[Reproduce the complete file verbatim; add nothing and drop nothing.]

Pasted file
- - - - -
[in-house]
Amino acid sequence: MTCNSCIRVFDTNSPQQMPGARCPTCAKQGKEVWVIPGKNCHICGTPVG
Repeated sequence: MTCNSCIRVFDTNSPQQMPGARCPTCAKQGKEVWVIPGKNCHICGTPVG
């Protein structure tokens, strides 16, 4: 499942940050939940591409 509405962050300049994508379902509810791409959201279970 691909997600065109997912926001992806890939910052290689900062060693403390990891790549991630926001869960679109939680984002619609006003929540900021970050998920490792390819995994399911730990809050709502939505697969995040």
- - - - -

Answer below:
[in-house]
Amino acid sequence: MTCNSCIRVFDTNSPQQMPGARCPTCAKQGKEVWVIPGKNCHICGTPVG
Repeated sequence: MTCNSCIRVFDTNSPQQMPGARCPTCAKQGKEVWVIPGKNCHICGTPVG
């Protein structure tokens, strides 16, 4: 499942940050939940591409 509405962050300049994508379902509810791409959201279970 691909997600065109997912926001992806890939910052290689900062060693403390990891790549991630926001869960679109939680984002619609006003929540900021970050998920490792390819995994399911730990809050709502939505697969995040």